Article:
The “Impact Pathway Approach” – so called, “ExternE Methodology”
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The “Impact Pathway Approach” – so called, “ExternE Methodology” to Estimate Impacts and External Costs. Application in North Africa Methodology, Limits, Exemplary Results Philipp PREISS IER, Universität Stuttgart. Presentation Outline. Aim of Methodology

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Aim of methodology

The “Impact Pathway Approach” – so called, “ExternE Methodology” to Estimate Impacts and External Costs.Application in North Africa

Methodology, Limits, Exemplary Results

Philipp PREISS

IER, Universität Stuttgart


Aim of methodology

PresentationOutline

  • Aim of Methodology

  • Basic principles - Impact Pathway Approach – Part 1: Quantification of Impacts

  • Impacts Included

  • Basic principles - Impact Pathway Approach – Part 2: Quantification of Costs

  • Assessment of Climate Change

  • Example Results – Uncertainty – Range of Results

  • Applications of the Results

  • Summary


Aim of methodology

Aim of the ExternE methodology:

 helps to take into account all externalities in a consistent way when making decisions

  • Investment decisions

  • Technology Assessment (subsidies, research support)

  • Consumer decisions (e.g. by adjusting prices, by internalisation of external costs)

  • Cost-benefit analyses, esp. for environmental and health regulation

  • Green accounting


Aim of methodology

Basic principles

  • Pressures, (e.g. emissions of substances to environmental media) have to be estimated

  • 2) Assessment of effects/impacts (e.g. health risk), of the pressures (e.g. emissions of pollutants)

  •  relation between pressure and impact is in general not linear and

  •  impacts depend on time and site of pressure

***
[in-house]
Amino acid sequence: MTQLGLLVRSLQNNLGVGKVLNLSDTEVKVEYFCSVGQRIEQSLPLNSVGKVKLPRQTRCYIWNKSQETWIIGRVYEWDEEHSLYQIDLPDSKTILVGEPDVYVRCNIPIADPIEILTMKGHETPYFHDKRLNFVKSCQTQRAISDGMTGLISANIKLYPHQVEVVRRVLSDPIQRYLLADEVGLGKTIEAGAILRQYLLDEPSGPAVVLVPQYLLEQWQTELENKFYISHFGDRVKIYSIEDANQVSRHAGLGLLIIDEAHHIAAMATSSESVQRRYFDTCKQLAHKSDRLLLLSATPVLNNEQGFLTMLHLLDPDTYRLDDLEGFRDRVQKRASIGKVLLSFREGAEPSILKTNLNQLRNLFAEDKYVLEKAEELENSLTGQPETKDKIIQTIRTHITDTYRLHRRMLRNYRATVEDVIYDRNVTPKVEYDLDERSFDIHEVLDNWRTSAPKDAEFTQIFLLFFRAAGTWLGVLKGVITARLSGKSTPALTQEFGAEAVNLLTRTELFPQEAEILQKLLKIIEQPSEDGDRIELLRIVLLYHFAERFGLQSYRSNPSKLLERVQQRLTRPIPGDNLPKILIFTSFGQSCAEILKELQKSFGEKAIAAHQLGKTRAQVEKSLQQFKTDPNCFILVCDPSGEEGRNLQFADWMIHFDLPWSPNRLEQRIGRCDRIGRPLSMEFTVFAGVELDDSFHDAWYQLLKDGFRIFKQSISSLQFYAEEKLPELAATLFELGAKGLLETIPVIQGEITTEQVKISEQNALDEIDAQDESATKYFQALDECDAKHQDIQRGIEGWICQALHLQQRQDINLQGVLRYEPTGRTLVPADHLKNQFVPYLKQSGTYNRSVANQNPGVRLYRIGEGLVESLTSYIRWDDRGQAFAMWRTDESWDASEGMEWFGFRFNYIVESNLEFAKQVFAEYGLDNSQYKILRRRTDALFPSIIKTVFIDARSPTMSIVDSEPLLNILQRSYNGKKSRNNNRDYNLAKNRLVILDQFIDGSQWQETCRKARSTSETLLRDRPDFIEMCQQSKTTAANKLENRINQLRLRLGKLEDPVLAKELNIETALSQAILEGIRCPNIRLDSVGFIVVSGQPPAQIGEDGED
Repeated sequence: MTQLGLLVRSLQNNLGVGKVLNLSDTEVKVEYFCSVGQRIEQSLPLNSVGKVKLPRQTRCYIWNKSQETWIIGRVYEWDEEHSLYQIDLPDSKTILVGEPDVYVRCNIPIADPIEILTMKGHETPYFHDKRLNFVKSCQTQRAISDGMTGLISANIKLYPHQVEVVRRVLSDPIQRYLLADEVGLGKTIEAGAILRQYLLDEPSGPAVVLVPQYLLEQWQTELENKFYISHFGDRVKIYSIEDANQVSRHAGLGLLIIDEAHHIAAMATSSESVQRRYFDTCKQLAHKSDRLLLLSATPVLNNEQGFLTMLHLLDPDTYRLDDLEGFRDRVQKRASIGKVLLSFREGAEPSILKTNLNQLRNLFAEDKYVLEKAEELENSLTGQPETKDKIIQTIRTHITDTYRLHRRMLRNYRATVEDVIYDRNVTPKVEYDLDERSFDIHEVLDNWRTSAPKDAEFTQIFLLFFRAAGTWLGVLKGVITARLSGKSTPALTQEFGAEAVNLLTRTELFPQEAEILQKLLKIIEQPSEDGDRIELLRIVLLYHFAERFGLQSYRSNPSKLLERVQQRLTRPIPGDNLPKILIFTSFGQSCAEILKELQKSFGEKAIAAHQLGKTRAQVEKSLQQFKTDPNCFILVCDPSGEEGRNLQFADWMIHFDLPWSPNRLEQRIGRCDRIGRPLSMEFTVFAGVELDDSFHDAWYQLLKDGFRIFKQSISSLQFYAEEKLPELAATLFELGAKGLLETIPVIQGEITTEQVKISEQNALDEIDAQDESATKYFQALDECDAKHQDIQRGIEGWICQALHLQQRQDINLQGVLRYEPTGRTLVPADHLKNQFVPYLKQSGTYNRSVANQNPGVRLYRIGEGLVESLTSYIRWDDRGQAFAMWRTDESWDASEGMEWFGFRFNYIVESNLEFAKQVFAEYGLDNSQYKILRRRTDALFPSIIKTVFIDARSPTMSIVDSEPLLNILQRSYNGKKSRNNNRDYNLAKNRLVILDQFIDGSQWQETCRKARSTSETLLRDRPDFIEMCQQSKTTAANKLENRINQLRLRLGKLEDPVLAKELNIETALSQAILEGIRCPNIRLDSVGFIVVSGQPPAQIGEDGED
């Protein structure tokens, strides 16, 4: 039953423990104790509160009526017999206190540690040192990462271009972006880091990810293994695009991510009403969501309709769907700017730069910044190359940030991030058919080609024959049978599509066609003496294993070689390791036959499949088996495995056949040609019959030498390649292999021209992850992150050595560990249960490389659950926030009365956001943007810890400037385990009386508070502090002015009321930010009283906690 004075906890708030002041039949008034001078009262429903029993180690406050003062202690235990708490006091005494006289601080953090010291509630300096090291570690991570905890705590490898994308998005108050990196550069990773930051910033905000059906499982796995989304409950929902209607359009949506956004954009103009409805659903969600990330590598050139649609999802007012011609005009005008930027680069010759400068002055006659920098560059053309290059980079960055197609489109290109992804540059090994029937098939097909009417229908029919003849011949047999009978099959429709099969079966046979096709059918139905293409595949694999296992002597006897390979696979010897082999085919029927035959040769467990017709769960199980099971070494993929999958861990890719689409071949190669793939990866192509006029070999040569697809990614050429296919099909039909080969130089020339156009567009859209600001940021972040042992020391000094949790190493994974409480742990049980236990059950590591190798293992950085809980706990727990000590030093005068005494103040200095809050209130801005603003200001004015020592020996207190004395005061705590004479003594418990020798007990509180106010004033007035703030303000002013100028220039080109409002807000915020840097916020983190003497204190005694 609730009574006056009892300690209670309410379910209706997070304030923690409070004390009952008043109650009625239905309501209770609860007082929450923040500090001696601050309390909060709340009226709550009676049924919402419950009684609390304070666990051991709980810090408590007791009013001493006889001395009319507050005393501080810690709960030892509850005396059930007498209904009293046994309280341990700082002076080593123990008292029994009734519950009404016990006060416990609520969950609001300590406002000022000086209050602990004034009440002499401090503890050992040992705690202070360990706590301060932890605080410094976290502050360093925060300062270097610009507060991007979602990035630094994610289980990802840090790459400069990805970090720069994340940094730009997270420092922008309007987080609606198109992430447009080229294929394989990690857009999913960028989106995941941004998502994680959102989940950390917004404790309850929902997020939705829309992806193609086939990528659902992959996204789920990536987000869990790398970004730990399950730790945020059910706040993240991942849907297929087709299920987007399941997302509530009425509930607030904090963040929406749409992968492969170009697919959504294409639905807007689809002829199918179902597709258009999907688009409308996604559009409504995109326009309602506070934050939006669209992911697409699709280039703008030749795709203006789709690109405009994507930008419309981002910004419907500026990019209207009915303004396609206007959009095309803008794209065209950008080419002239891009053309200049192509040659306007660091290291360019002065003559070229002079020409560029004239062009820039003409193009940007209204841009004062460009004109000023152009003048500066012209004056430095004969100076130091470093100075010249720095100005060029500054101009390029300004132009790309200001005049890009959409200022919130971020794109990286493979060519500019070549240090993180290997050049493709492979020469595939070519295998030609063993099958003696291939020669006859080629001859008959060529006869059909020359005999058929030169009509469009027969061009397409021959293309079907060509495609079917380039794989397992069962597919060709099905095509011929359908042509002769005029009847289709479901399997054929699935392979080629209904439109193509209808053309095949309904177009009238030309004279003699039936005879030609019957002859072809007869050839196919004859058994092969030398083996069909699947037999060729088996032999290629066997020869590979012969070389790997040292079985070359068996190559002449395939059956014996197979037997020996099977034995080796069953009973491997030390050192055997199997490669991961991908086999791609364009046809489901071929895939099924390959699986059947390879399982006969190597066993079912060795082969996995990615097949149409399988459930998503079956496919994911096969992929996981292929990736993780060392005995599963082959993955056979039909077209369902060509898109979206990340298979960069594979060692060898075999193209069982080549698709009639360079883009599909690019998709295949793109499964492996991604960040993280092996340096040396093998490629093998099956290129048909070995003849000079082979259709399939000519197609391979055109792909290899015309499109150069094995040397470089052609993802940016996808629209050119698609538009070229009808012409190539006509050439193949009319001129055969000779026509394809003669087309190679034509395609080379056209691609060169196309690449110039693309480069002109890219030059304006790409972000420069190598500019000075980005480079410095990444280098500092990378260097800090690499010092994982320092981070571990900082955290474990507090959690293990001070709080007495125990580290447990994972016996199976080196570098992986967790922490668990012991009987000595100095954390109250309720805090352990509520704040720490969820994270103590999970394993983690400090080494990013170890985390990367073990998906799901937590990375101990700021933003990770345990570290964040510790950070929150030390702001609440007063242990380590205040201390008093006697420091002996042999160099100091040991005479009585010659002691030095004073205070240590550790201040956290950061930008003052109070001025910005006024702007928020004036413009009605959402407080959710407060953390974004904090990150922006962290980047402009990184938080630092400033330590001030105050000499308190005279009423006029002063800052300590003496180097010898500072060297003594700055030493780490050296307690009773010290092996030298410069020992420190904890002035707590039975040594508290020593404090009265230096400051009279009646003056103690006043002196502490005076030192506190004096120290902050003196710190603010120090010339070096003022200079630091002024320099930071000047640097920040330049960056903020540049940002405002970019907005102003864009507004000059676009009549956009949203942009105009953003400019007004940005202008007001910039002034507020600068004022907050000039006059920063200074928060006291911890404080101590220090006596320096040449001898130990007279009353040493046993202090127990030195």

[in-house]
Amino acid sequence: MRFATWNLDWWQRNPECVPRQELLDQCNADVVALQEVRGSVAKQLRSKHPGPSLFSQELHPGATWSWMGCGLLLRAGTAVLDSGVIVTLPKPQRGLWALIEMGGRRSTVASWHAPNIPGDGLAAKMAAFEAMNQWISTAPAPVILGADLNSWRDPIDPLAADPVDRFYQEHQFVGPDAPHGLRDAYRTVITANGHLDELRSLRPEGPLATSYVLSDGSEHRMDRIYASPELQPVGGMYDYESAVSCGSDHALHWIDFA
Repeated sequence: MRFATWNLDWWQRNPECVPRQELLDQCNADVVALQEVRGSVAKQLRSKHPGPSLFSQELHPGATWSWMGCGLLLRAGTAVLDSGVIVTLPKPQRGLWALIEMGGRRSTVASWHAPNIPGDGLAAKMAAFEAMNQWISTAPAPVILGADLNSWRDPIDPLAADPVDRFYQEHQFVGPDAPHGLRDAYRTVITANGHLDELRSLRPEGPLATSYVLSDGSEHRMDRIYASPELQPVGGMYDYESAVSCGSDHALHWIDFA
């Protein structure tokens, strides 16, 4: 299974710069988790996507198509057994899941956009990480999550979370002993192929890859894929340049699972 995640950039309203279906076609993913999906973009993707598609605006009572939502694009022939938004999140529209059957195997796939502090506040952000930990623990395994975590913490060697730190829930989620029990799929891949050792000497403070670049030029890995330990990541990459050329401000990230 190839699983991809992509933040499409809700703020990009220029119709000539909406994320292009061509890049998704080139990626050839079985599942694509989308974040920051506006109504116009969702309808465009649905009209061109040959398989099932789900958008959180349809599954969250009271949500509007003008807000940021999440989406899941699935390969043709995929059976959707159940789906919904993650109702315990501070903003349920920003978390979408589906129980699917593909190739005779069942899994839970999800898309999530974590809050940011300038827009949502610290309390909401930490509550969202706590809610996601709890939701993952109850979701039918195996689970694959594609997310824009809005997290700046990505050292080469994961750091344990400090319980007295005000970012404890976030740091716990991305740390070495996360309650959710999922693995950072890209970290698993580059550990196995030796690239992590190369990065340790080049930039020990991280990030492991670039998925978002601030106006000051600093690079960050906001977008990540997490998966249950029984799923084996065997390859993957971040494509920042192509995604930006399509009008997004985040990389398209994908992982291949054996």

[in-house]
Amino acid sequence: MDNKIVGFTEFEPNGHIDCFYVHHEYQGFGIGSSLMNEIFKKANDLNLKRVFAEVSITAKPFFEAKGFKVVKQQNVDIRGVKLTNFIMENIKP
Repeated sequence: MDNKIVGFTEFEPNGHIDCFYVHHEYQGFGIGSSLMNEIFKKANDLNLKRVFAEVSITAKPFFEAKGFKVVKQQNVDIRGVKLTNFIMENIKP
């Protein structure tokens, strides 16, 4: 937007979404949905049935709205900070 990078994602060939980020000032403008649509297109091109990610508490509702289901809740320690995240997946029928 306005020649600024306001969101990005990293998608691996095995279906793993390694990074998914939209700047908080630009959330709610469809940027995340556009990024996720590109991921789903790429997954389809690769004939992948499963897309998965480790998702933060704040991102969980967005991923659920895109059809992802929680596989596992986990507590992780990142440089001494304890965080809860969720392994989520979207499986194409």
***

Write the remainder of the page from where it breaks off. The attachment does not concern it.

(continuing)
•  “Bottom-up approach” needed for the complex pathways: the ‘Impact Pathway Approach’ (IPA)


Aim of methodology

Physical Impacts

Pollutant / Noise

Emission

Transport and

Chemical

Transformation

Impact Pathway Approach – Part 1

Differences ofPhysical Impacts

Calculation is made twice: with and without project!


Aim of methodology

Background Concentration of Prim. PM2.5 [µg/m3]

Additional Emission of 1000 t PPM2.5 in Egypt


Aim of methodology

Delta Conc. of PPM2.5 [µg/m3]


Aim of methodology

Population Distribution


Aim of methodology

Population*Delta Conc.  Accumulated Exposure


Aim of methodology

Quantification of Impacts and Costs

relation between pressure and impact

Concentration Response Function (CRF):

Example: Additional Years of Life Lost= 6.5 · 10-5· Dconc. PPM2.5 ·Population

Number of Years of Life Lost [YOLL] due to 1000 ton emission of fine dust PPM2.5 in Egypt

in Egypt = 748

in the Northern Hemisphere = 53

in Western Europe < 0.5


Aim of methodology

YOLL  Years of Life Lost due to 1000 t PPM2.5


Aim of methodology

Impacts Included (I)

: PM2.5, PMco


Aim of methodology

Impacts Included (II)


Aim of methodology

Differences of Physical

Impacts

Pollutant/Noise

Emission

Transport and

Chemical

Transformation

Impact Pathway Approach – Part 1

Calculation is made twice: with and without project!


Aim of methodology

Basic Approach of NEEDS/ExternE

Assessment of impacts is based on the (measured) preferences of the affected and well-informed population


Aim of methodology

Basic principles - Impact Pathway Approach – Part 2: Quantification of Costs

Preferences are expressed, and

effects are transformed into monetary units:

- allows transfer of values, - units are conceivable, - direct use of results in CBA and for internalising via taxes possible.

(…however, e.g. ‘utility points’ would give the same ranking).


Aim of methodology

Differences of Physical

Impacts

Pollutant/Noise

Emission

Transport and

Chemical

Transformation

MonetaryValuation

Impact Pathway Approach – Part 2

Calculation is made twice: with and without project!


Aim of methodology

Monetary Valuation


Aim of methodology

Quantification of Costs

Concentration Response Function:Additional Years of Life Lost= 6.5 · 10-5· Dconc. PPM2.5 · Population

Quantified number of additional Years of Life Lost due to one year operation : 748 YOLL

Monetary value: 40000 Euro2005per Year of Life Lost

Damage costs per year:748 YOLL * 40000 Euro per YOLL = 29.2 Million Euro2005


Valuation methods for non market goods